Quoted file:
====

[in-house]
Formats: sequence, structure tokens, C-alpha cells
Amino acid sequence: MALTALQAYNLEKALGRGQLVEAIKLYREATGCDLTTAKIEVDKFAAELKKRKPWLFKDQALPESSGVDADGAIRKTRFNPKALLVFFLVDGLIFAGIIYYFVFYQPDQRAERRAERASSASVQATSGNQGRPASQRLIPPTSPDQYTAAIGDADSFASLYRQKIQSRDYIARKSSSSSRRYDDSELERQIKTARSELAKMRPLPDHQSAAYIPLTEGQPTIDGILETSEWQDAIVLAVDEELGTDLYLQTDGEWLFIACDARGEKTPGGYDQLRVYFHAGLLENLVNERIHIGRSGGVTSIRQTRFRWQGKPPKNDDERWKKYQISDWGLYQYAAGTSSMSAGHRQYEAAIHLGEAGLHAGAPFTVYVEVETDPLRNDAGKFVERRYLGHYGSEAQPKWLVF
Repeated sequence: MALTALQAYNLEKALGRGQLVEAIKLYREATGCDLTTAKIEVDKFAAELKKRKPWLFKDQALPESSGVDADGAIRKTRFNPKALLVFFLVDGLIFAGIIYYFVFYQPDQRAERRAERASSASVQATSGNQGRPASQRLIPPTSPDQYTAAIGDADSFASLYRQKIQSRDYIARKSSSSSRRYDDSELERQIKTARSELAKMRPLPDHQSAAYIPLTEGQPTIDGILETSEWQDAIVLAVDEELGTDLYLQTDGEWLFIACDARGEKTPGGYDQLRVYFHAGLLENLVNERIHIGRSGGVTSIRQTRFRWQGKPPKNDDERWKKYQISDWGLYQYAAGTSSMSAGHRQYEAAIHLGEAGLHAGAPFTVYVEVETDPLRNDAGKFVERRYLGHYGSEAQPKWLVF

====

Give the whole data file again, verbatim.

[in-house]
Formats: sequence, structure tokens, C-alpha cells
Amino acid sequence: MALTALQAYNLEKALGRGQLVEAIKLYREATGCDLTTAKIEVDKFAAELKKRKPWLFKDQALPESSGVDADGAIRKTRFNPKALLVFFLVDGLIFAGIIYYFVFYQPDQRAERRAERASSASVQATSGNQGRPASQRLIPPTSPDQYTAAIGDADSFASLYRQKIQSRDYIARKSSSSSRRYDDSELERQIKTARSELAKMRPLPDHQSAAYIPLTEGQPTIDGILETSEWQDAIVLAVDEELGTDLYLQTDGEWLFIACDARGEKTPGGYDQLRVYFHAGLLENLVNERIHIGRSGGVTSIRQTRFRWQGKPPKNDDERWKKYQISDWGLYQYAAGTSSMSAGHRQYEAAIHLGEAGLHAGAPFTVYVEVETDPLRNDAGKFVERRYLGHYGSEAQPKWLVF
Repeated sequence: MALTALQAYNLEKALGRGQLVEAIKLYREATGCDLTTAKIEVDKFAAELKKRKPWLFKDQALPESSGVDADGAIRKTRFNPKALLVFFLVDGLIFAGIIYYFVFYQPDQRAERRAERASSASVQATSGNQGRPASQRLIPPTSPDQYTAAIGDADSFASLYRQKIQSRDYIARKSSSSSRRYDDSELERQIKTARSELAKMRPLPDHQSAAYIPLTEGQPTIDGILETSEWQDAIVLAVDEELGTDLYLQTDGEWLFIACDARGEKTPGGYDQLRVYFHAGLLENLVNERIHIGRSGGVTSIRQTRFRWQGKPPKNDDERWKKYQISDWGLYQYAAGTSSMSAGHRQYEAAIHLGEAGLHAGAPFTVYVEVETDPLRNDAGKFVERRYLGHYGSEAQPKWLVF